1. General definitionFor the purposes of the IFRF Combustion Handbook, combustion is defined as the oxidation of fuels, typically, but not exclusively, through the rapid combination of hydrogen and carbon contained in the fuel with the oxygen contained in atmospheric air. This rapid combination releases heat at relatively high temperature, which may then be used for the heating of industrial processes, including the generation of steam and high-pressure hot water. This may be very simplistically represented as:
2C + O2
2CO + Heat
2CO + O2
O + Heat
2. Industrial FuelsAn industrial [GLOSS]fuel[/GLOSS] may be a regular fossil fuel such as coal, crude oil, or natural gas. These may be processed from their raw “as found” state to produce a wide variety of refined fuels such as blended pulverised coal, desulphurised coal gas, Liquified Petroleum Gases (LPGs), liquid fuels ranging from gasoline through to residual oils and so forth.
Alternatively the fuel may be derived from biomass material. Traditional firewood is arguably the “original fuel” used by mankind. Alternatively fuels may be derived from wastes to produce so-called ‘Refuse Derived Fuels”’ or RDFs.
Industrial Fuels are discussed in greater depth in associated Combustion Files – see below.
3. Industrial Comburents
An industrial [GLOSS]Comburent[/GLOSS] may range from regular atmospheric air containing approximately 21% v/v O2
, the remainder being almost exclusively molecular nitrogen – N2
, through oxygen enriched air to relatively pure oxygen – Oxygen containing a very small quantity of impurities.
Alternatively oxygen depleted (vitiated) air – for example Gas Turbine or Diesel exhaust gases – may also be used as a comburent.
Industrial comburants are discussed in greater depth in associated Combustion Files – see below.
4. Industrial Combustion Modes
Traditional industrial combustion processes were primarily based on the concept of the comburent – almost always, regular atmospheric air – being encouraged to rise through a bed of fuel originally containing wood but later various forms of lump coal and most recently, domestic solid waste. Such a system is described as a stoker fired boiler of which there a several basic types. Figure 1 shows an example of a stoker fired boiler. A photograph of the firebed is shown in Figure 2.Figure 1: Stoker fired boilerFigure 2: View of fire-bed in a stoker fired boiler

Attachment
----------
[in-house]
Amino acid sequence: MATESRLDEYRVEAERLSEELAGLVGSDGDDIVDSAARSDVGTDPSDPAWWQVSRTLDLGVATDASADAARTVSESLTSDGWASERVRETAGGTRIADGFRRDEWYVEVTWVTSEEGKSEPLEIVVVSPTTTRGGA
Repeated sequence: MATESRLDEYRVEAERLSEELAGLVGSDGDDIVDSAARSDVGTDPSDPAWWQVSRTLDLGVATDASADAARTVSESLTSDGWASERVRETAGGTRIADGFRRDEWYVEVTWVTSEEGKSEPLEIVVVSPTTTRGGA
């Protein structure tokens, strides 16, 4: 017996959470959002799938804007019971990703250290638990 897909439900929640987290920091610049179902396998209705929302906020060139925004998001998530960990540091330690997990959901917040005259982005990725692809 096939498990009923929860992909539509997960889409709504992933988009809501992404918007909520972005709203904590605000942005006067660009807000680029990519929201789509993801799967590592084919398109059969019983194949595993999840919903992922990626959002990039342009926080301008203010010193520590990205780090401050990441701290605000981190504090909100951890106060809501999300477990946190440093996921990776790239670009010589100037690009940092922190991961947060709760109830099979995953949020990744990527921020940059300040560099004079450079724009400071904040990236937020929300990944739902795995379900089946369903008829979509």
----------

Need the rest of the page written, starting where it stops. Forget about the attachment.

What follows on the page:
In recent decades such solid fuel combustion modes, have given way, at least in relatively large coal fired scale boilers, to pulverised coal burners, where the coal is milled to a very fine powder – typically 75% by mass < 75mm, and passed through a burner in suspension in an atmosphere derived from the coal dryer. This produces a turbulent diffusion flame, an example of which is shown in Figure 3. Arrays of such flames are used to fire boilers of various designs.Figure 3: Example of a pulverised coal flame
Most recently, there has been a trend towards the development of various forms of fluidised beds – bubbling and recirculating – for the smaller scale combustion of coal and other solid fuels. See Figure 4.Figure 4: Rauma CYMIC fluidised bed boiler
Source: Kvaerner Pulping Oy, Finland
Liquid fuels have been traditionally burned in various forms of pot burners, but modern liquid fuel burners employ atomising devices to produced fine droplets of the fuel which initially are evaporated in the throat of a burner which gives rise to a turbulent diffusion flame, an example of which is shown in Figure 5.Figure 5: Example of a fuel oil flame
Finally gaseous fuels are exclusively fired in burners which give rise to flames. These may be produced by premixing the gaseous fuel and the comburent to give a ‘premixed’ flame. Alternatively the gaseous fuel and the comburent may be mixed in the burner to give a regular turbulent diffusion flame, as shown in Figure 6. Figure 6: Example of a burner mixed natural gas flame
The flame examples introduced in the foregoing paragraphs display different characteristics and shapes which depend upon the fuel and the burner design. These aspects will be explored further in a cluster of Combustion Files.
General and detailed descriptions of industrial fuels and comburents are given in series of Combustion Files elsewhere in this handbook. It is clear from the various examples of combustion given above, that there is a variety of combustion modes used in industry.
Flames are of considerable importance in industrial process heating and have formed the basis of the research of the International Flame Research Foundation for over 50 years (Ref to Spirit of IJmuiden), and thus get extensive attention in this handbook. However the various form of bed stokers, particularly fluidised beds, are also of particular importance in industry and will eventually receive the attention they deserve in due course.
The reader is encouraged to dig deeper and deeper in this mine of industrial combustion related information.
This Combustion File contains images from a number of sources including the IFRF M2 trials and magazine articles authored by Bengt-Johan Skrifvars and Pia Kilpinen of Åbo Akademi and Hartmut Spliethof of TU Delft.